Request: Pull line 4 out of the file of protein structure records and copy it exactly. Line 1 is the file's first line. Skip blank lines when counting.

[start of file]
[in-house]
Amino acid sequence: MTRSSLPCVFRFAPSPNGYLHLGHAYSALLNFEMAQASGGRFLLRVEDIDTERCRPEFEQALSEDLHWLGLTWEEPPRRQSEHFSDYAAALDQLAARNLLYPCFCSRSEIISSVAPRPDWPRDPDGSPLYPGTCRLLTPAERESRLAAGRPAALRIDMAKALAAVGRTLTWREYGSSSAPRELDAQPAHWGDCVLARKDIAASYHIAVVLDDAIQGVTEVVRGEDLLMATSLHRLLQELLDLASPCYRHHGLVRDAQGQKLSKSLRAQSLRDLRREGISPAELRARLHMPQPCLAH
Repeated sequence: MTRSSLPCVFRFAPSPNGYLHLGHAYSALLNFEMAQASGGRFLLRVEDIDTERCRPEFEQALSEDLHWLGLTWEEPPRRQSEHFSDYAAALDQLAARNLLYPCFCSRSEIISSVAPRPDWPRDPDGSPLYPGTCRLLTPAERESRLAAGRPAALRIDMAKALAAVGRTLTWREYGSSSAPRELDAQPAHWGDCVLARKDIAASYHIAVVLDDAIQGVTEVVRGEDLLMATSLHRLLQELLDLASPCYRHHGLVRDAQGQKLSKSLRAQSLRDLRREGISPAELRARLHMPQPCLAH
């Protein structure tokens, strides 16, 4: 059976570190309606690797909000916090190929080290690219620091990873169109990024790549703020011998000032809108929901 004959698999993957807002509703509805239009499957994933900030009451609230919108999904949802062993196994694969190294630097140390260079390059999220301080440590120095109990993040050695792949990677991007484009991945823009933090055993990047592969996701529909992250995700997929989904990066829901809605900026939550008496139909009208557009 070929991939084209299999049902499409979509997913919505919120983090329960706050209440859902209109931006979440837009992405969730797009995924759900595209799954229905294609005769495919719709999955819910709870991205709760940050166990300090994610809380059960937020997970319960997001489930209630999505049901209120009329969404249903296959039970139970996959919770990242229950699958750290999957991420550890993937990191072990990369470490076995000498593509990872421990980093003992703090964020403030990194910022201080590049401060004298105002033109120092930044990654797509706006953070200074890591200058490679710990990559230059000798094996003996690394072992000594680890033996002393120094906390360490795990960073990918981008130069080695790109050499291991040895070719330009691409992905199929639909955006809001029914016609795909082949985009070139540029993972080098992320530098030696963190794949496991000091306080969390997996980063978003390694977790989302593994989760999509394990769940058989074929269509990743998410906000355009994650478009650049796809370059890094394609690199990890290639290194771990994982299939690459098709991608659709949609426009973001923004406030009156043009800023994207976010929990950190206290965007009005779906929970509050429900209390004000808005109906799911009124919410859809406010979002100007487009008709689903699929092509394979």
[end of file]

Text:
């Protein structure tokens, strides 16, 4: 059976570190309606690797909000916090190929080290690219620091990873169109990024790549703020011998000032809108929901 004959698999993957807002509703509805239009499957994933900030009451609230919108999904949802062993196994694969190294630097140390260079390059999220301080440590120095109990993040050695792949990677991007484009991945823009933090055993990047592969996701529909992250995700997929989904990066829901809605900026939550008496139909009208557009 070929991939084209299999049902499409979509997913919505919120983090329960706050209440859902209109931006979440837009992405969730797009995924759900595209799954229905294609005769495919719709999955819910709870991205709760940050166990300090994610809380059960937020997970319960997001489930209630999505049901209120009329969404249903296959039970139970996959919770990242229950699958750290999957991420550890993937990191072990990369470490076995000498593509990872421990980093003992703090964020403030990194910022201080590049401060004298105002033109120092930044990654797509706006953070200074890591200058490679710990990559230059000798094996003996690394072992000594680890033996002393120094906390360490795990960073990918981008130069080695790109050499291991040895070719330009691409992905199929639909955006809001029914016609795909082949985009070139540029993972080098992320530098030696963190794949496991000091306080969390997996980063978003390694977790989302593994989760999509394990769940058989074929269509990743998410906000355009994650478009650049796809370059890094394609690199990890290639290194771990994982299939690459098709991608659709949609426009973001923004406030009156043009800023994207976010929990950190206290965007009005779906929970509050429900209390004000808005109906799911009124919410859809406010979002100007487009008709689903699929092509394979």